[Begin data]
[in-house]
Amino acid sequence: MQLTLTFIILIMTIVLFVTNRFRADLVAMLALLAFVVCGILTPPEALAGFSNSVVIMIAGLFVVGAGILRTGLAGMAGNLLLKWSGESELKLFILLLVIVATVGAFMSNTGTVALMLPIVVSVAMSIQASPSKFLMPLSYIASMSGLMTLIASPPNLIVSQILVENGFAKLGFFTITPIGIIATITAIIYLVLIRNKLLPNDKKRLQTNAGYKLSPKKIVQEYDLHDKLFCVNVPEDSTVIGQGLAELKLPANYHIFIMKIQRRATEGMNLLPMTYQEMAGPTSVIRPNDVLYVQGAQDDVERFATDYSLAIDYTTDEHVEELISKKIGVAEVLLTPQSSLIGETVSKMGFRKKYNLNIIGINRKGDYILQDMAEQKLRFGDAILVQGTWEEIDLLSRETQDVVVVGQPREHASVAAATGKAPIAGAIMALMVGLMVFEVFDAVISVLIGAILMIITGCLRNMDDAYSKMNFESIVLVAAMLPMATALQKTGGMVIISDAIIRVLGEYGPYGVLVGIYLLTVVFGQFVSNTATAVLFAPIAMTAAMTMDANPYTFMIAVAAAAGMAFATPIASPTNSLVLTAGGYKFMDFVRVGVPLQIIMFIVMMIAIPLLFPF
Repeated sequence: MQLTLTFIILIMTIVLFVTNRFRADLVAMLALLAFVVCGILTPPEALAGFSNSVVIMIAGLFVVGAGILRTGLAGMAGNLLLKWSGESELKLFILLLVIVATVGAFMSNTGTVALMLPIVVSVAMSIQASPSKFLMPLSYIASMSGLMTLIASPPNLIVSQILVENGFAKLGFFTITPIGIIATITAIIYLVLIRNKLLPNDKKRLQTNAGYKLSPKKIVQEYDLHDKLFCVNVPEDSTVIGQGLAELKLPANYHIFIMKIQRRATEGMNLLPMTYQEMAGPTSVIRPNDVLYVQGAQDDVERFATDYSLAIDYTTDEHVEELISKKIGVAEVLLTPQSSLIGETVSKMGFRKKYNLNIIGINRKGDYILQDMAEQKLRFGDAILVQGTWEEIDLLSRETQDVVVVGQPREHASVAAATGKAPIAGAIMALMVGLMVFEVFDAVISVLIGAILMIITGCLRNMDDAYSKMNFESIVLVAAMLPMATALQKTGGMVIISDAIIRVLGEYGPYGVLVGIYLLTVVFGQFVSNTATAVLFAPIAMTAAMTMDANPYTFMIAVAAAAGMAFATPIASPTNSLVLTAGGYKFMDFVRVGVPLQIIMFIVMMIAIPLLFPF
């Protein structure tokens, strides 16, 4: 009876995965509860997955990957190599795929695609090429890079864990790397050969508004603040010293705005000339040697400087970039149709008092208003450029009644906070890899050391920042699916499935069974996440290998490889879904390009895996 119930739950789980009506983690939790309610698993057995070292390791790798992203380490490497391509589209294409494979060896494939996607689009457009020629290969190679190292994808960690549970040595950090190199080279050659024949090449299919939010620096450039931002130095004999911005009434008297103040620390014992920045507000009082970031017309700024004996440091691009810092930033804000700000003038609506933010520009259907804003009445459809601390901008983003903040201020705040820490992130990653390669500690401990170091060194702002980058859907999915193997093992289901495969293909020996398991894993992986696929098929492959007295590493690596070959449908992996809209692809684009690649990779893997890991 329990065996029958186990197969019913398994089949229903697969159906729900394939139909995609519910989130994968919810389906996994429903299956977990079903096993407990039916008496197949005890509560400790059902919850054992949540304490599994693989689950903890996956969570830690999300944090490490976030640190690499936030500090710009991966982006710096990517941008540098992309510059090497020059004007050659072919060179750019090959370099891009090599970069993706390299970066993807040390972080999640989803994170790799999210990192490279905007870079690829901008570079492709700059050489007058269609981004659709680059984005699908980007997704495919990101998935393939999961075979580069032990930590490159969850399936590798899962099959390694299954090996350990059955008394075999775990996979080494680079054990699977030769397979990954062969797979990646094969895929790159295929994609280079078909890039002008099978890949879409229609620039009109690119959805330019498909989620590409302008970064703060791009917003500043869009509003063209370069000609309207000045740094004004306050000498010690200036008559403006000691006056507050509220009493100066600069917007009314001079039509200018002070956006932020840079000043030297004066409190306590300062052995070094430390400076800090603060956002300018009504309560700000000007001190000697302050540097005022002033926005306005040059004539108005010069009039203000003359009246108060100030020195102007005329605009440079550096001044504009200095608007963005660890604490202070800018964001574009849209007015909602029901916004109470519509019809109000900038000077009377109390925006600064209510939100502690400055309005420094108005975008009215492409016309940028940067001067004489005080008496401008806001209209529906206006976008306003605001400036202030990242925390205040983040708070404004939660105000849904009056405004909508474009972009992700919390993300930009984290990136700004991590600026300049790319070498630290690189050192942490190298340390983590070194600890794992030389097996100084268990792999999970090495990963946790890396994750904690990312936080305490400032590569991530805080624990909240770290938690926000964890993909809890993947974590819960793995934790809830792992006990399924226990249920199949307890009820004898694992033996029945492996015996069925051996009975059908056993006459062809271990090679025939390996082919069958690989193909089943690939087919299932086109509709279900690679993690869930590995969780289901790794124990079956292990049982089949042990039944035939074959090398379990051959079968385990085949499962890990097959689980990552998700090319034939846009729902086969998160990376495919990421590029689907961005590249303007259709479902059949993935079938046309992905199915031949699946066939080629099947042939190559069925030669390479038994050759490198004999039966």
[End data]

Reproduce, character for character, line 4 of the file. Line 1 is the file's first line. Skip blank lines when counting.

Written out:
């Protein structure tokens, strides 16, 4: 009876995965509860997955990957190599795929695609090429890079864990790397050969508004603040010293705005000339040697400087970039149709008092208003450029009644906070890899050391920042699916499935069974996440290998490889879904390009895996 119930739950789980009506983690939790309610698993057995070292390791790798992203380490490497391509589209294409494979060896494939996607689009457009020629290969190679190292994808960690549970040595950090190199080279050659024949090449299919939010620096450039931002130095004999911005009434008297103040620390014992920045507000009082970031017309700024004996440091691009810092930033804000700000003038609506933010520009259907804003009445459809601390901008983003903040201020705040820490992130990653390669500690401990170091060194702002980058859907999915193997093992289901495969293909020996398991894993992986696929098929492959007295590493690596070959449908992996809209692809684009690649990779893997890991 329990065996029958186990197969019913398994089949229903697969159906729900394939139909995609519910989130994968919810389906996994429903299956977990079903096993407990039916008496197949005890509560400790059902919850054992949540304490599994693989689950903890996956969570830690999300944090490490976030640190690499936030500090710009991966982006710096990517941008540098992309510059090497020059004007050659072919060179750019090959370099891009090599970069993706390299970066993807040390972080999640989803994170790799999210990192490279905007870079690829901008570079492709700059050489007058269609981004659709680059984005699908980007997704495919990101998935393939999961075979580069032990930590490159969850399936590798899962099959390694299954090996350990059955008394075999775990996979080494680079054990699977030769397979990954062969797979990646094969895929790159295929994609280079078909890039002008099978890949879409229609620039009109690119959805330019498909989620590409302008970064703060791009917003500043869009509003063209370069000609309207000045740094004004306050000498010690200036008559403006000691006056507050509220009493100066600069917007009314001079039509200018002070956006932020840079000043030297004066409190306590300062052995070094430390400076800090603060956002300018009504309560700000000007001190000697302050540097005022002033926005306005040059004539108005010069009039203000003359009246108060100030020195102007005329605009440079550096001044504009200095608007963005660890604490202070800018964001574009849209007015909602029901916004109470519509019809109000900038000077009377109390925006600064209510939100502690400055309005420094108005975008009215492409016309940028940067001067004489005080008496401008806001209209529906206006976008306003605001400036202030990242925390205040983040708070404004939660105000849904009056405004909508474009972009992700919390993300930009984290990136700004991590600026300049790319070498630290690189050192942490190298340390983590070194600890794992030389097996100084268990792999999970090495990963946790890396994750904690990312936080305490400032590569991530805080624990909240770290938690926000964890993909809890993947974590819960793995934790809830792992006990399924226990249920199949307890009820004898694992033996029945492996015996069925051996009975059908056993006459062809271990090679025939390996082919069958690989193909089943690939087919299932086109509709279900690679993690869930590995969780289901790794124990079956292990049982089949042990039944035939074959090398379990051959079968385990085949499962890990097959689980990552998700090319034939846009729902086969998160990376495919990421590029689907961005590249303007259709479902059949993935079938046309992905199915031949699946066939080629099947042939190559069925030669390479038994050759490198004999039966």